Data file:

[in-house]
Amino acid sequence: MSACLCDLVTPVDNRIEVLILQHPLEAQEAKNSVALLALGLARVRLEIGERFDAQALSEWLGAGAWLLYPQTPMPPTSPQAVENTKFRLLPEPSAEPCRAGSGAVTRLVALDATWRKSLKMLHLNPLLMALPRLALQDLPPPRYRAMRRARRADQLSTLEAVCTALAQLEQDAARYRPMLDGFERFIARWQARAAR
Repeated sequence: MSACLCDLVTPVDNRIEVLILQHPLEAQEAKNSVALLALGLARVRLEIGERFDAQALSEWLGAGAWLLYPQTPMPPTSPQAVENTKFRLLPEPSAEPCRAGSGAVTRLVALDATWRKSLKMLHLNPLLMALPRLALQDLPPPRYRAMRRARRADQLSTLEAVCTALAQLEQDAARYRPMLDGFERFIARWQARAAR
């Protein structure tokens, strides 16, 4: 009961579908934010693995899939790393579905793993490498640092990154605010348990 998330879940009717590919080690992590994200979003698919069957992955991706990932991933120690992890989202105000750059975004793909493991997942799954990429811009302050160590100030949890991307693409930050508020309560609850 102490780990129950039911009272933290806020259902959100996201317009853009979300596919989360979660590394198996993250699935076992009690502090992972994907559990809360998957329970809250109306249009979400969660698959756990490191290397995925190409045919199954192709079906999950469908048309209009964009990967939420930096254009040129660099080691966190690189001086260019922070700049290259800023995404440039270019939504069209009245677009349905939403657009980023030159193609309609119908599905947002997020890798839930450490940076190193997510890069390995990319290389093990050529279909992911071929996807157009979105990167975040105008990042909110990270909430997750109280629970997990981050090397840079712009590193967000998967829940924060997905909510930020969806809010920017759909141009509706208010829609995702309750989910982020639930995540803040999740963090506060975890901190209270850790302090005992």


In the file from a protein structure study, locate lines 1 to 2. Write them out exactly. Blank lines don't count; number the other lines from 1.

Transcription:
[in-house]
Amino acid sequence: MSACLCDLVTPVDNRIEVLILQHPLEAQEAKNSVALLALGLARVRLEIGERFDAQALSEWLGAGAWLLYPQTPMPPTSPQAVENTKFRLLPEPSAEPCRAGSGAVTRLVALDATWRKSLKMLHLNPLLMALPRLALQDLPPPRYRAMRRARRADQLSTLEAVCTALAQLEQDAARYRPMLDGFERFIARWQARAAR